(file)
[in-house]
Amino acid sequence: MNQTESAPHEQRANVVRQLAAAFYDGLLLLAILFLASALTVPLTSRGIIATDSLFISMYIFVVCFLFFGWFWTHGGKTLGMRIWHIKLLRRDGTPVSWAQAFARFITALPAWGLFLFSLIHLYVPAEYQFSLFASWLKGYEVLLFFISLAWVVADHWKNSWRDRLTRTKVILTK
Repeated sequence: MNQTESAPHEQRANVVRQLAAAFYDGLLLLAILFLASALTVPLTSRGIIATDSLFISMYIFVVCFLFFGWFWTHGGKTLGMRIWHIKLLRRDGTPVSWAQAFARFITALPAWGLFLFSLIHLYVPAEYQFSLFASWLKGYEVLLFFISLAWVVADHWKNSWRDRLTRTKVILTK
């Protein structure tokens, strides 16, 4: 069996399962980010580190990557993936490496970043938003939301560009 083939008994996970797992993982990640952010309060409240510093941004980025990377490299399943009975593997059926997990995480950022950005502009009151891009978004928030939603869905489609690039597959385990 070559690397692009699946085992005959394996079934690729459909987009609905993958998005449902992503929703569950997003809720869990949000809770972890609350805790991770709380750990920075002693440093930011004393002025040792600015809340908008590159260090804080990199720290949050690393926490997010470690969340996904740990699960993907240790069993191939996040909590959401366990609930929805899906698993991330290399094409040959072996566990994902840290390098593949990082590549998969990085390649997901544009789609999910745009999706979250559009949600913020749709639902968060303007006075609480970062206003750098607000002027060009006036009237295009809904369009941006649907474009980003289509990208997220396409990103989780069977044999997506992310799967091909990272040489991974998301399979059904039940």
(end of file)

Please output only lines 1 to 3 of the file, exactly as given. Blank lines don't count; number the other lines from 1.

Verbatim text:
[in-house]
Amino acid sequence: MNQTESAPHEQRANVVRQLAAAFYDGLLLLAILFLASALTVPLTSRGIIATDSLFISMYIFVVCFLFFGWFWTHGGKTLGMRIWHIKLLRRDGTPVSWAQAFARFITALPAWGLFLFSLIHLYVPAEYQFSLFASWLKGYEVLLFFISLAWVVADHWKNSWRDRLTRTKVILTK
Repeated sequence: MNQTESAPHEQRANVVRQLAAAFYDGLLLLAILFLASALTVPLTSRGIIATDSLFISMYIFVVCFLFFGWFWTHGGKTLGMRIWHIKLLRRDGTPVSWAQAFARFITALPAWGLFLFSLIHLYVPAEYQFSLFASWLKGYEVLLFFISLAWVVADHWKNSWRDRLTRTKVILTK